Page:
Research

A significant amount of research has been completed that shows a high correlation between student wellness and student achievement. In a recent book by Dr. John R. Ratey, M.D., Spark, new research is presented that confirms “exercise stimulates the building blocks of learning within the brain.” He explains that the brain works just as muscles do— growing with use, withering with inactivity— and shows why getting the heart and lungs pumping can mean the difference between a calm, focused mind and a harried, inattentive self. “Exercise cues the brain and affects mood, anxiety and attention,” the author concludes.

Dr. Ratey cites several case studies of how individual student academic performance has been greatly enhanced by stimulating the mind through exercise.

  • Naperville, Illinois: In 1997 Naperville School District in Illinois created a physical education program, PE4Life, which focused on individual student fitness, not sports. Students were given many opportunities to excel in a number of activities in gym class, all of which got the students up and moving in a cooperative, not competitive way. The results were outstanding:
  •  In 1999, Naperville’s eighth graders took an international science and math exam called TIMSS and finished FIRST in the world in science and sixth in math. That same year, U.S. students ranked 18th in science and 19th in math on this test. PE4Life played a significant role in this accomplishment.
  • In 2003, high school freshmen students, who were in remedial reading classes and participated in high intensity workouts for just one semester, saw a 17% improvement in reading comprehension.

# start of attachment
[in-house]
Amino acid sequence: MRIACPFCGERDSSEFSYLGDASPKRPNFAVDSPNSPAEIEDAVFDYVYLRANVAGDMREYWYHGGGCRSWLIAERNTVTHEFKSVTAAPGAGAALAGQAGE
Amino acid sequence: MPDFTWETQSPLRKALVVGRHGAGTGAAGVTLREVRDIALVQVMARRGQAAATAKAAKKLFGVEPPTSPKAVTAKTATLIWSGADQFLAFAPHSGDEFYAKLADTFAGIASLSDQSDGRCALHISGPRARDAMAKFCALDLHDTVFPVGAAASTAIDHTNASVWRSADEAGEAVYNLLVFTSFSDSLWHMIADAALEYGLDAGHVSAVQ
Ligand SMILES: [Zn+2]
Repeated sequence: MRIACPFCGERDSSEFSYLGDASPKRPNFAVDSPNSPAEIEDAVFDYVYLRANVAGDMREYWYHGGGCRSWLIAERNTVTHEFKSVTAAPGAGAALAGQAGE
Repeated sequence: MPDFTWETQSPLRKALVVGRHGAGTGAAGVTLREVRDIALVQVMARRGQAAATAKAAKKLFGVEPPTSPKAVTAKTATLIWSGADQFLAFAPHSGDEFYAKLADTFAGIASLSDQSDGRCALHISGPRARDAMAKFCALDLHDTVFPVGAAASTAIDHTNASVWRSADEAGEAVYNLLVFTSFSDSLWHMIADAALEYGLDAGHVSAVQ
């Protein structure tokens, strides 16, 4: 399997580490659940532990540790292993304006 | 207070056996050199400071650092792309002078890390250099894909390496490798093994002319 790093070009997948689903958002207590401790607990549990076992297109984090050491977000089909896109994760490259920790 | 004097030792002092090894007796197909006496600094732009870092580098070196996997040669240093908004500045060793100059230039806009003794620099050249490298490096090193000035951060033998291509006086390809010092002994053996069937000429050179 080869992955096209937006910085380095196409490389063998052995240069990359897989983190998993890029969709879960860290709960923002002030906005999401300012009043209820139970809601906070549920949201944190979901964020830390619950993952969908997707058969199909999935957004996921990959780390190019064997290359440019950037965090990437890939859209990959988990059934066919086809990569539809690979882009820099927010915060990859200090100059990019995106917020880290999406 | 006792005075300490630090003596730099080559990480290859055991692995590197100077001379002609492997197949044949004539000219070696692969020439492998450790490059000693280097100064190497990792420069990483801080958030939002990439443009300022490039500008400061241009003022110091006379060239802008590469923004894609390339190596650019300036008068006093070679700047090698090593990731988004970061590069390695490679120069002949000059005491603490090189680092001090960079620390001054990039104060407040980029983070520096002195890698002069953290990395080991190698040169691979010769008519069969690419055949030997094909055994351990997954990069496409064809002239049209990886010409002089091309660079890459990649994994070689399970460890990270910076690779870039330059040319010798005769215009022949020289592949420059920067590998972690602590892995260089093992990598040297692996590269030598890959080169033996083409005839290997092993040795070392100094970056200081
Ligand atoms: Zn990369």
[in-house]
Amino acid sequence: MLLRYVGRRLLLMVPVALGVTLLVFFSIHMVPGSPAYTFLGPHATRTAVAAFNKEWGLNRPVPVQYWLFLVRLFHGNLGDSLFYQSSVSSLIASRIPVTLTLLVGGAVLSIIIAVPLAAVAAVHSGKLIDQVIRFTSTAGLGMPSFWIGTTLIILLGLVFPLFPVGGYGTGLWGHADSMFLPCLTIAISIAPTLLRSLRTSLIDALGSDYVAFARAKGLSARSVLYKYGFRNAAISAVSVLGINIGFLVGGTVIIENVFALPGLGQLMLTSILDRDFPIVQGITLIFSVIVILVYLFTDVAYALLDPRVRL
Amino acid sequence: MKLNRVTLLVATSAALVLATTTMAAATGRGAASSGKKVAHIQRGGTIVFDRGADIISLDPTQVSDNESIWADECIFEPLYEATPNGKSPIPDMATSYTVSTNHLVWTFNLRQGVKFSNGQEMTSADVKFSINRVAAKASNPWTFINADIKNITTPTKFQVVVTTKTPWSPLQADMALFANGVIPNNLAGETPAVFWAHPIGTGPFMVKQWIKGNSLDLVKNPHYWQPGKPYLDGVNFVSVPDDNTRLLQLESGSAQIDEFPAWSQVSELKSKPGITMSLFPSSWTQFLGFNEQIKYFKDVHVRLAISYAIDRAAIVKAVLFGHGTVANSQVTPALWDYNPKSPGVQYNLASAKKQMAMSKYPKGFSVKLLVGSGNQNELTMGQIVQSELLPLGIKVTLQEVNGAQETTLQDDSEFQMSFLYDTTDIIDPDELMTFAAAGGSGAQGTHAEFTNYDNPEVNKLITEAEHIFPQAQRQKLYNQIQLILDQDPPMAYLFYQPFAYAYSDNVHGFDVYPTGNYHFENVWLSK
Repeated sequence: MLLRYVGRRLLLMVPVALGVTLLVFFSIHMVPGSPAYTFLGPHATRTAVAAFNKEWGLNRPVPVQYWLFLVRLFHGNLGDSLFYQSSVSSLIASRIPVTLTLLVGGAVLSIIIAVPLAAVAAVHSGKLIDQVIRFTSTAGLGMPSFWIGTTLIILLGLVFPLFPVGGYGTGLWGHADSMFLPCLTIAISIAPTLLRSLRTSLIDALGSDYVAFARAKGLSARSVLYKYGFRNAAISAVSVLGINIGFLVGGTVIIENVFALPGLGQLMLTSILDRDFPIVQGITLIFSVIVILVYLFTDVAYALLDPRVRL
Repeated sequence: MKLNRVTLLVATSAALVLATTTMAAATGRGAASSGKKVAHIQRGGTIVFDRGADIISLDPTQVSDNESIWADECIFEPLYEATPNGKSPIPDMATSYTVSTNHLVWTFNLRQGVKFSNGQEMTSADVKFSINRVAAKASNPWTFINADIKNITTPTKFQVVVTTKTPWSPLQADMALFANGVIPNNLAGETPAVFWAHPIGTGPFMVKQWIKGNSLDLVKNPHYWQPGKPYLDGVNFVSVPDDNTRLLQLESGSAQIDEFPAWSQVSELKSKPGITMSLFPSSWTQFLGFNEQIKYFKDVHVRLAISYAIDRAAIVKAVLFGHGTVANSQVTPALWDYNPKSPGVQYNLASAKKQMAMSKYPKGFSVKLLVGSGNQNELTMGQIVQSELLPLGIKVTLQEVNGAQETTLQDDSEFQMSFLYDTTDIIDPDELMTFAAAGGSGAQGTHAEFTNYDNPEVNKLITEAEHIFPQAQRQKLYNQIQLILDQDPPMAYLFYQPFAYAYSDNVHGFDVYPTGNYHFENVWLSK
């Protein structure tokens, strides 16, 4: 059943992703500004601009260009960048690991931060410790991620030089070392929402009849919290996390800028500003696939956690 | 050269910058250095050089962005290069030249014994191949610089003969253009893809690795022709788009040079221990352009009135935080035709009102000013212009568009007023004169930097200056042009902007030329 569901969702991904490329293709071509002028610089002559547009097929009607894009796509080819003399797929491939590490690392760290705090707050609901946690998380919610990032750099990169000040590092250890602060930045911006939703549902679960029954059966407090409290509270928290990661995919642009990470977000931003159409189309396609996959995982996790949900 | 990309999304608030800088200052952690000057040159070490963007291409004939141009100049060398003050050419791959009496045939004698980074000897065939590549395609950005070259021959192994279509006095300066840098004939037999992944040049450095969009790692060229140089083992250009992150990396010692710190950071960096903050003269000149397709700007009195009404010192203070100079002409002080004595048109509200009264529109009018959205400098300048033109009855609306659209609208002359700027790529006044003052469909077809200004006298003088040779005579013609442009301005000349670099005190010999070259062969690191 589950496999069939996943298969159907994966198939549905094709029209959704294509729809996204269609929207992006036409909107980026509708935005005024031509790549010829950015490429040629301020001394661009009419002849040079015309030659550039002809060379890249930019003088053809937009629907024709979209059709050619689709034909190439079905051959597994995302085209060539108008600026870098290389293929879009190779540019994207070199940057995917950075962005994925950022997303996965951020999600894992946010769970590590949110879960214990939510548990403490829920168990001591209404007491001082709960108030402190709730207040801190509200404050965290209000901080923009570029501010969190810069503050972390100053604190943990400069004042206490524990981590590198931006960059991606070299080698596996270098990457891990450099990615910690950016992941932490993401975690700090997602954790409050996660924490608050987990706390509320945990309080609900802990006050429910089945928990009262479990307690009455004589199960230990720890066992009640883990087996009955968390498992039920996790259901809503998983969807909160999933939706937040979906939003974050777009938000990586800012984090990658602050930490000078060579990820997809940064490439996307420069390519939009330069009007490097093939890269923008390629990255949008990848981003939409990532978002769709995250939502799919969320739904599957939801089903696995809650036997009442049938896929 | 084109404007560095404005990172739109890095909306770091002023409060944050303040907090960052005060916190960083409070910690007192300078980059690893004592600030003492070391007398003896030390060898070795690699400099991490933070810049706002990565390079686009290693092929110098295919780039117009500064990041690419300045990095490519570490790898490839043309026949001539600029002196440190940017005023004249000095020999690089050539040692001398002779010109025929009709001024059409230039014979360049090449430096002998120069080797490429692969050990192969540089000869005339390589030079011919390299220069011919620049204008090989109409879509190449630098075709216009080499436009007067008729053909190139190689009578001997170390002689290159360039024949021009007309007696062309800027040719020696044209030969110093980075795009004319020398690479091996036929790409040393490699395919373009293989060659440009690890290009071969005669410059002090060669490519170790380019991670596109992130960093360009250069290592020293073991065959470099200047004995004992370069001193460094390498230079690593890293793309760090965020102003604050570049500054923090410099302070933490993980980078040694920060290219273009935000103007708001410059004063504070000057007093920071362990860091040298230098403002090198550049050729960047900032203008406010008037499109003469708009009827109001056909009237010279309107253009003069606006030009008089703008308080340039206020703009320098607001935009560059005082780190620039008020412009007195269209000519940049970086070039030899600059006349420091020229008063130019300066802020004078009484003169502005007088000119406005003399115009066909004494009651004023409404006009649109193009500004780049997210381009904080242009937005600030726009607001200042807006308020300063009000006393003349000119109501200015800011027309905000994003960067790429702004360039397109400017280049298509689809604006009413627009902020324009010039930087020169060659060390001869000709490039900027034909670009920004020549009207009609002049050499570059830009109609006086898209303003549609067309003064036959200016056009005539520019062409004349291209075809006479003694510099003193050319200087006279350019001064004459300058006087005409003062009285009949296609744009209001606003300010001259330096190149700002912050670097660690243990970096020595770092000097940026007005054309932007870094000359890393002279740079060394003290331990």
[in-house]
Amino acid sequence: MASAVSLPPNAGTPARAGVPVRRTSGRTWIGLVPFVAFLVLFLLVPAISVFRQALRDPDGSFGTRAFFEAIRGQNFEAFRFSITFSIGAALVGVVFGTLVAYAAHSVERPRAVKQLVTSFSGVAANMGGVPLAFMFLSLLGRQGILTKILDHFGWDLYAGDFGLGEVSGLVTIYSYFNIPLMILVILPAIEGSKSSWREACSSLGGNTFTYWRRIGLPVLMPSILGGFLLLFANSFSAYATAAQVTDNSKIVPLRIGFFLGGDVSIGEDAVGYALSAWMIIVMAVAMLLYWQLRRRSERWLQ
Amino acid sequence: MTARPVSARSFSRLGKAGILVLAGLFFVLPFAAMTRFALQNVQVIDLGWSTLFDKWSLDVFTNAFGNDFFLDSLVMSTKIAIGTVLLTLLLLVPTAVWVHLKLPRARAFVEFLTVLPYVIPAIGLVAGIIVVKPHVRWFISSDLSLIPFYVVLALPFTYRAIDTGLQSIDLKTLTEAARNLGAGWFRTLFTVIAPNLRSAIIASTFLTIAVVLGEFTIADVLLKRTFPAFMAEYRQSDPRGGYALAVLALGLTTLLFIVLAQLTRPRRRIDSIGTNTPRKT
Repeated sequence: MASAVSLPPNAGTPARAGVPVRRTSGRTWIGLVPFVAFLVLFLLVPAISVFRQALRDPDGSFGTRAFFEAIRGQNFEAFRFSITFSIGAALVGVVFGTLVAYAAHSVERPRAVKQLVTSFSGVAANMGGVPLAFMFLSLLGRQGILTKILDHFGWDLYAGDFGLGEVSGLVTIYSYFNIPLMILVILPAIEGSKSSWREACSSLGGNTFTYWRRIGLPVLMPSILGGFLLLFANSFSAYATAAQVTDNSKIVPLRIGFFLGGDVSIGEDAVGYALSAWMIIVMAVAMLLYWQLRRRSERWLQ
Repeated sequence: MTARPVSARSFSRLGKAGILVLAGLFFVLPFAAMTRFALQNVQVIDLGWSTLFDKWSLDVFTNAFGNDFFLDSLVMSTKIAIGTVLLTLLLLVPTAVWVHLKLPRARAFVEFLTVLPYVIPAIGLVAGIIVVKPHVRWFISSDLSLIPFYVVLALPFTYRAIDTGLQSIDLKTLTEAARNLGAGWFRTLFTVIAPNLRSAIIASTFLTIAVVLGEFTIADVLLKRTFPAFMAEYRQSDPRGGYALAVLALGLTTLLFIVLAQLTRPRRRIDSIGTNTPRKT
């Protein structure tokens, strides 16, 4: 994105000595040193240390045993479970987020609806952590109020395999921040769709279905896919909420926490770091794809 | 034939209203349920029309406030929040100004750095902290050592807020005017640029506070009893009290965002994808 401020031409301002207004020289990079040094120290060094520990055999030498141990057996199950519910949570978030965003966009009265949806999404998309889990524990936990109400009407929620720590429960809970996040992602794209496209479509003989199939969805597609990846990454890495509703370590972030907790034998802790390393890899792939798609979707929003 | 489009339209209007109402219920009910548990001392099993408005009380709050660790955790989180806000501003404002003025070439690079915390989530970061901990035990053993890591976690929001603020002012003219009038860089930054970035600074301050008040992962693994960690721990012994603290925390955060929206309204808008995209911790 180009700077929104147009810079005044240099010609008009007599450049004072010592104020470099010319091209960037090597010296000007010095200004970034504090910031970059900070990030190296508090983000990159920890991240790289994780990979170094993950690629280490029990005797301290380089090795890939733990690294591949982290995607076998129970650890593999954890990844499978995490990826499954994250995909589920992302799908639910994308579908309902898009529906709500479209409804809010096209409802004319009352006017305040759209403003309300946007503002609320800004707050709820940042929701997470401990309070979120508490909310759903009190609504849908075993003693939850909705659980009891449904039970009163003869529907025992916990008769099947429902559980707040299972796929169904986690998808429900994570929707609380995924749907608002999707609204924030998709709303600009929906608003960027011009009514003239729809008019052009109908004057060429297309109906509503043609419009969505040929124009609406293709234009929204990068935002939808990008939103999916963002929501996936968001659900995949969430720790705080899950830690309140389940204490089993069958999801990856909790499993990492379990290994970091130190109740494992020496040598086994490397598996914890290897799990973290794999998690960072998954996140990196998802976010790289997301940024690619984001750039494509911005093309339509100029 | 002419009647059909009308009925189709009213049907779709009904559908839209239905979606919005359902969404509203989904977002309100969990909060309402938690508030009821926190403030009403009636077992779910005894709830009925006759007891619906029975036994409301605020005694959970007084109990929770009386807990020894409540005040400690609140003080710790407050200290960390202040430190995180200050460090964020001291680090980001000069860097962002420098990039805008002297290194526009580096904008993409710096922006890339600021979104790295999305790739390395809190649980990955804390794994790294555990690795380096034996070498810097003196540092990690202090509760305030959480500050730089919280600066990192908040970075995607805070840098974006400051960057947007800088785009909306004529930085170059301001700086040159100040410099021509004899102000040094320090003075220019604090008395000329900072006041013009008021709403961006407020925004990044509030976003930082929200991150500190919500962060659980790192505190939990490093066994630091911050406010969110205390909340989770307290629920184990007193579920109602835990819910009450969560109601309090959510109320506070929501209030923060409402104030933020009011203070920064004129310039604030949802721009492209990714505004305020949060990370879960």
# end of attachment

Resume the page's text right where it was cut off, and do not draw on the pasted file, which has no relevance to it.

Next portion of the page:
• Urbana-Champaign, Illinois: University of Illinois at Urbana-Champaign psychophysiologist, Charles Hillman, measured students’ attention, working memory and processing speed and found that EEGs showed more activity in the brains of fit children. On cognitive tests, fit students had better attention and higher test scores than those less fit.
  • Kansas City, Missouri: After expanding physical activity from one class a week to forty-five minutes every day, in only one year an inner-city elementary school in Kansas City reduced its discipline problems and incidences of violence as much as 250%.
  • Titusville, Pennsylvania: This small, low income town installed fitness centers in their secondary schools and added ten minutes to their school day, but shaved 10% off academic class time. Since the program started in 2000, the district’s standardized test scores rose from “below the state average to 17% above it in reading and 18% above in math.” They are closing the achievement gap. And, among the 550 junior high students, there has not been one incident of fighting reported.

Other Research Results

Other positive research was sited in Spark. For example, Carl Cotman nailed down a direct biological connection between movement and cognitive function.

Studies in California schools established that physical activity had a positive influence on memory, concentration and classroom behavior.

Arthur Kramer showed that getting in shape increased the brain volume of older adults. Population studies, which included tens of thousands of people of every age, confirmed that a higher fitness level relates directly to positive mood and lower levels of anxiety and stress.